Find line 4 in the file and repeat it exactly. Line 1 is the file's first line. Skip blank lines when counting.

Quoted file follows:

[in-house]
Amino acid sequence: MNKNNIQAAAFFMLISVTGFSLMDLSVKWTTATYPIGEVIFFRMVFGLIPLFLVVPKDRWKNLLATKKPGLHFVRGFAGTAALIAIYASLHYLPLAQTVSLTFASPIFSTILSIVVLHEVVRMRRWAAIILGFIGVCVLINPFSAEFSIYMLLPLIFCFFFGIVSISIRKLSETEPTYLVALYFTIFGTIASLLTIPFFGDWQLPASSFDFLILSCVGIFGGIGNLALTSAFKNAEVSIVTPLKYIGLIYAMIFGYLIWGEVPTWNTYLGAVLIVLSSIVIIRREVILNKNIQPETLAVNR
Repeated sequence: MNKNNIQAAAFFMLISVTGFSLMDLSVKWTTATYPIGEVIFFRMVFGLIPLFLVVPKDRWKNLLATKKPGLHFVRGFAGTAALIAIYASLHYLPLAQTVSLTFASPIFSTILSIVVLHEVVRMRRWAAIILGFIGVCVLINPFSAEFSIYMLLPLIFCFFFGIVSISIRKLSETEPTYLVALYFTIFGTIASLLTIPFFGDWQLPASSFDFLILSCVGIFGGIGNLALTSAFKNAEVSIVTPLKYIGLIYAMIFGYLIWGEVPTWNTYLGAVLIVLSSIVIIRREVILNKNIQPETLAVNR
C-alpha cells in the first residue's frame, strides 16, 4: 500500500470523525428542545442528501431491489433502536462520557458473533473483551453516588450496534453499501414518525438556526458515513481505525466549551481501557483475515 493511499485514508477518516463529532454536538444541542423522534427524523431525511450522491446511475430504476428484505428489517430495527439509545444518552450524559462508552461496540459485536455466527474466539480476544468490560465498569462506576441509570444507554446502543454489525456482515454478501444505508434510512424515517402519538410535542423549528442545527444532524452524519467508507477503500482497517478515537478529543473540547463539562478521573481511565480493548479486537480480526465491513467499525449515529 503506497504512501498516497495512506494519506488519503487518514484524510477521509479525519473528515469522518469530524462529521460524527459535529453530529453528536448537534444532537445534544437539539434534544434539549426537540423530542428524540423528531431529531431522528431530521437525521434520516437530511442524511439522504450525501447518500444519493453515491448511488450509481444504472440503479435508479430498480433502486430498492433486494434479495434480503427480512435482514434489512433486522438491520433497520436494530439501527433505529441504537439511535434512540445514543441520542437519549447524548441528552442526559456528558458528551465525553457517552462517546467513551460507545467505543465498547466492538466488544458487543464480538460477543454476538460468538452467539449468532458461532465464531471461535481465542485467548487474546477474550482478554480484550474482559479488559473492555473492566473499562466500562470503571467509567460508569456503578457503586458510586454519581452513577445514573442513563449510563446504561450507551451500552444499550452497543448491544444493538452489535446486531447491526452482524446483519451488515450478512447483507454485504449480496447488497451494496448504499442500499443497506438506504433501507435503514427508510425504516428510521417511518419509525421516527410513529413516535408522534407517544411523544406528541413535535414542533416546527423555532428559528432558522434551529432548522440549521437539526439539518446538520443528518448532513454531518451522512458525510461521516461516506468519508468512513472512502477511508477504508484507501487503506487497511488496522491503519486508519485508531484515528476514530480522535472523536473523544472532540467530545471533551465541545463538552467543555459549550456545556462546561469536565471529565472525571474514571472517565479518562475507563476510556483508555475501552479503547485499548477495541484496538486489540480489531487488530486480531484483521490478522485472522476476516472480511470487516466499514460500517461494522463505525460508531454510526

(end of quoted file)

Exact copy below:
C-alpha cells in the first residue's frame, strides 16, 4: 500500500470523525428542545442528501431491489433502536462520557458473533473483551453516588450496534453499501414518525438556526458515513481505525466549551481501557483475515 493511499485514508477518516463529532454536538444541542423522534427524523431525511450522491446511475430504476428484505428489517430495527439509545444518552450524559462508552461496540459485536455466527474466539480476544468490560465498569462506576441509570444507554446502543454489525456482515454478501444505508434510512424515517402519538410535542423549528442545527444532524452524519467508507477503500482497517478515537478529543473540547463539562478521573481511565480493548479486537480480526465491513467499525449515529 503506497504512501498516497495512506494519506488519503487518514484524510477521509479525519473528515469522518469530524462529521460524527459535529453530529453528536448537534444532537445534544437539539434534544434539549426537540423530542428524540423528531431529531431522528431530521437525521434520516437530511442524511439522504450525501447518500444519493453515491448511488450509481444504472440503479435508479430498480433502486430498492433486494434479495434480503427480512435482514434489512433486522438491520433497520436494530439501527433505529441504537439511535434512540445514543441520542437519549447524548441528552442526559456528558458528551465525553457517552462517546467513551460507545467505543465498547466492538466488544458487543464480538460477543454476538460468538452467539449468532458461532465464531471461535481465542485467548487474546477474550482478554480484550474482559479488559473492555473492566473499562466500562470503571467509567460508569456503578457503586458510586454519581452513577445514573442513563449510563446504561450507551451500552444499550452497543448491544444493538452489535446486531447491526452482524446483519451488515450478512447483507454485504449480496447488497451494496448504499442500499443497506438506504433501507435503514427508510425504516428510521417511518419509525421516527410513529413516535408522534407517544411523544406528541413535535414542533416546527423555532428559528432558522434551529432548522440549521437539526439539518446538520443528518448532513454531518451522512458525510461521516461516506468519508468512513472512502477511508477504508484507501487503506487497511488496522491503519486508519485508531484515528476514530480522535472523536473523544472532540467530545471533551465541545463538552467543555459549550456545556462546561469536565471529565472525571474514571472517565479518562475507563476510556483508555475501552479503547485499548477495541484496538486489540480489531487488530486480531484483521490478522485472522476476516472480511470487516466499514460500517461494522463505525460508531454510526